Apr 18, 2017, 07:01AM

Metal Fragments in Your Decaying Skull

New releases from The Bug vs. Earth, Oozepus, and Celestial Bodies.

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Heavy metal was, at one time, four shaggy guys with guitars letting forth high-pitched wails about Vikings and/or motorcycles. We've evolved or devolved from those halcyon days of tight pants. Now metal’s a fractured, cratered landscape of Balkanized sub-sub-genres, seared by walls of sound and the occasional shrieking laptop. Here's a brief roundup of newish releases scattered amidst the ruins.

The Bug vs. Earth: Concrete Desert (Ninja Tune): Kevin Martin (The Bug) and Dylan Carlson (Earth) are both semi-famous electronica noise weirdoes. Martin’s known for his percussive, machined hip-hop adjacent feedback grime, while Carlson is the granddaddy of long, slow drone metal. Their struggle for supremacy on Concrete Desert is mostly a victory for Carlson, at least in the sense that the disk's default approach is meditative trance at high volume. Still, while the earth provides the ground, the bugs crawling around get their moment in the occluded sun as well, with plenty of opportunity to spread filth and grime. "Gasoline" is built around a martial metal plod, a soundtrack for the robot troops grinding across the landscapes post-Skynet.

"Snakes vs. Rats" is an echoing lurch with occasional interludes for hiss and engines backfiring. The 14-minute title track is the most Earthy—a slow-building wash of atmospherics with occasional piercing tones, the Bug-like skittering fuzz scuttling around the edges. The collaboration ends up sounding more conventional than either Martin or Carlson's solo work; they both have such a unique sound and approach that collaboration can't help but be something of a compromise. That compromise is more metal than either is alone, though; they beat each other down into the fearsome roar of genre.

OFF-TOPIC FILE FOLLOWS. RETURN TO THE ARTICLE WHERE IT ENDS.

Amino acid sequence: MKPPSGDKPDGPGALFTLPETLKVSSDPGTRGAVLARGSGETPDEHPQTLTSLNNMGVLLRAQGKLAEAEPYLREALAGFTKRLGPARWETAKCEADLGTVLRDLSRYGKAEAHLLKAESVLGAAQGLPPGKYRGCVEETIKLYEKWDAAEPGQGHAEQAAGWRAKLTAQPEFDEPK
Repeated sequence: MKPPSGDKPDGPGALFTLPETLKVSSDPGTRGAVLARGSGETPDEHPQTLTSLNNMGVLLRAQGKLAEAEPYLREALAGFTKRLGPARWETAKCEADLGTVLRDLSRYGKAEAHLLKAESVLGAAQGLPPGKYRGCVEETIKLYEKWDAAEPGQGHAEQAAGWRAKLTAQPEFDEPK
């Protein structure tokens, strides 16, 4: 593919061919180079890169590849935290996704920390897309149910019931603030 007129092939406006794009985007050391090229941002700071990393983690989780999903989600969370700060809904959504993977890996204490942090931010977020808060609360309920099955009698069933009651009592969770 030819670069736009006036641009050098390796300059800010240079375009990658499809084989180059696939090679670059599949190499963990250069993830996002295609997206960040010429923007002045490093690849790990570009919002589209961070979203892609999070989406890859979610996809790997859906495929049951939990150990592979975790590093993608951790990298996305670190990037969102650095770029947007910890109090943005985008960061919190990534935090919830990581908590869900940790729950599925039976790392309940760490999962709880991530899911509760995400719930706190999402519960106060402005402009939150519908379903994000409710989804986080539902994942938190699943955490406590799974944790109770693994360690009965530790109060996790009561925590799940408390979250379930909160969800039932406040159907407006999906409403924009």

Oozepus: Your Limit (Malignant Records): Oozepus is another collaborative venture, this one a three-piece organized by death/doom semi-legend Bungo Uchino of Japanese band The Coffins and Bouyoku Kikai of industrial metal act Linecraft. Their first EP, Your Limit, is 25 minutes of plodding factory thud, fronted by Uchino's constipated gargle. The band claims influence from Godflesh and The Swans, but the doom metal heritage is audible too. Honest-to-Satan classic rock Black Sabbath riffs struggle out of the murk only to be pummeled into twitching submission by rusty hunks of iron falling upon them from a great height. "CYN" could be a Stooges outtake, if Iggy Pop were replaced with Cthulhu, shouting "Ragh! Eyah yargh! Rrrgh Leagh!" instead of "Now I wanna be your dog."  The longest track, the eight-minute "Farmers," moves with Pleistocene bulk into the art doom arena occupied by bands like The Melvins and Khanate; feedback grinding, beat cracking the surface of the earth, and a series of false stops as if the oncoming destruction has been momentarily beaten back only to herald worse to come. The tempo picks up towards the end, like an avalanche rolling down a muddy slope. Like the name Oozepus itself, the band is evilly ridiculous and ridiculously evil. It's a corpse with a swagger.

Celestial Bodies: Spit Forth From Chaos (Voidhanger Records): "And all was good until their dark dreams began to spawn the cosmic gods. Tiamat and Absu were disgusted by these abominations. Their wailing disturbed Tiamat's and Absu's sleep. Absu and Tiamat agreed that these worthless abominations must be destroyed...”

That's part of the press copy for the debut of Dutch duo Celestial Bodies. The bodies in question are not pretty stars, but nightmarish elder deities, who, if you listen closely, are caught in a buzzsaw attached to a liquefying mutant cephalapod. The album is one long monstrosity of shrieks, tormented electronic noises trying and failing to get out of the murk, and flailing, stochastic drumming. The lyrics are unexpectedly interpretable; "my kingdom of darkness'; "ravens watch, dying proud," "a horned shadow rises" and other gothic phrases form like bubbles of over-determined blood from the unformed void.

The band claims a free-jazz influence, and the music feels unstructured and random—if Peter Brötzmann was eaten by rats, it might sound something like this. Listening to Spit Forth From Chaos is more of an endurance-test dare than a pleasure. But making a misery of enjoyment and an enjoyment of misery is what metal’s all about.


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